Simmel's emphasis on
the structural determinants of social action is perhaps best exemplified
in his seminal essay, "Quantitative Aspects of the Group."
Here he comes nearest to realizing his goal of writing a grammar
of social life by considering one of the most abstract characteristics
of a group: the mere number of its participants. He examines forms
of group process and structural arrangement insofar as these derive
from sheer quantitative relationships.
relationship differs qualitatively from all other types of groups
in that each of the two participants is confronted by only one another
and not by a collectivity. Because this type of group depends only
on two participants, the withdrawal of one would destroy the whole:
"A dyad depends on each of its two elements alone--in its death
though not in its life: for its life it needs both, but for its
death, only one."
Hence the dyad
does not attain that superpersonal life which, in all other groups,
creates among its members a sense of constraint. Yet the very lack
of superpersonal structure also entails intense absorption of the
participants in their dyadic relationship. The dependence of the
whole on each partner is obvious; in all other groups duties and
responsibilities can be delegated, but not in the dyad, where each
participant is immediately and directly responsible for any collective
action. Because each partner in the dyad deals with only one other
individual, who forms a unit with him, neither of the two can deny
responsibility by shifting it to the group; neither can hold the
group responsible for what he has done or failed to do.
When a dyad
is formed into a triad, the apparently insignificant fact that one
member has been added actually brings about a major qualitative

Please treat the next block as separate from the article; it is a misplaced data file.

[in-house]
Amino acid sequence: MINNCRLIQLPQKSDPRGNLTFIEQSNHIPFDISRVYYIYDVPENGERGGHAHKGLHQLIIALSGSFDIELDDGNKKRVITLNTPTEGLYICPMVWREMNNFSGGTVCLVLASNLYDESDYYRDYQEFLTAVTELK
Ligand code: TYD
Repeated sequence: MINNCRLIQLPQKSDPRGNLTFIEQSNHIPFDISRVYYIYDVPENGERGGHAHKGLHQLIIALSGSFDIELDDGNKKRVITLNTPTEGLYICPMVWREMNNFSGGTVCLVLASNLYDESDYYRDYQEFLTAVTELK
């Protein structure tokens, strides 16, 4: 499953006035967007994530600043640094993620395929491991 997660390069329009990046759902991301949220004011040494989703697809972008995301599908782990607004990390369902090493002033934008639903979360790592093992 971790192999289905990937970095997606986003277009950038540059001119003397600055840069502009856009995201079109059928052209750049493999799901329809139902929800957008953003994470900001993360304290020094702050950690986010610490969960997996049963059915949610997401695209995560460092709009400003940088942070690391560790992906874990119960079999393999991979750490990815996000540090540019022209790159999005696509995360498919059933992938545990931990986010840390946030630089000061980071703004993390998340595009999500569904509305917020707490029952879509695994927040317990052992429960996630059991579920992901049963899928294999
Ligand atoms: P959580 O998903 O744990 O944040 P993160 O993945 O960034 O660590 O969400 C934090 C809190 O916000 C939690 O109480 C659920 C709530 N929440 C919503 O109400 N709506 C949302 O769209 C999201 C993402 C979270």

change. In the triad, as in all associations involving more than
two persons, the individual participant is confronted with the possibility
of being outvoted by a majority.
The triad is
the simplest structure in which the group as a whole can achieve
domination over its component members; it provides a social framework
that allows the constraining of individual participants for collective
purposes. The dyad relies on immediate reciprocity, but the triad
can impose its will upon one member through the formation of a coalition
between the two others. Thus, the triad exhibits in its simplest
form the sociological drama that informs all social life: the dialectic
of freedom and constraint, of autonomy and heteronomy.
When a third
member enters a dyadic group, various processes become possible
where previously they could not take place. Simmel singled out three
such processes, although others have since been identified. A third
member may play the role of mediator vis-a-vis the other two, helping,
through his own impartiality, to moderate passions that threaten
to tear the group apart. He may, alternately, act as a tertius gaudens
(the third who rejoices), seeking to turn to his own advantage a
disagreement between the other two. Finally, through a strategy
of divide et impera (divide and rule), he may intentionally created
conflicts between the other two in order to attain a dominant position
or other gains.
This brief outline
of three types of strategy open to the third participant can hardly
exhaust the richness of Simmel's thought in this analysis. He offers
a great variety of examples, deliberately comparing intimate human
involvements, such as the competition of two men for one woman,
with such large-scale events as the European balance of power and
the formation of coalitions among political parties. He compares
the strategy of a mother-in-law who confronts a newly married couple
with the ways in which Rome, after subjugating Greece, dealt with
Athens and Sparta.
It is a virtuoso
performance, one of the more persuasive demonstrations of the power
of sociological analysis. Simmel reveals the sterility of total
psychological reductionism by demonstrating how the apparently peripheral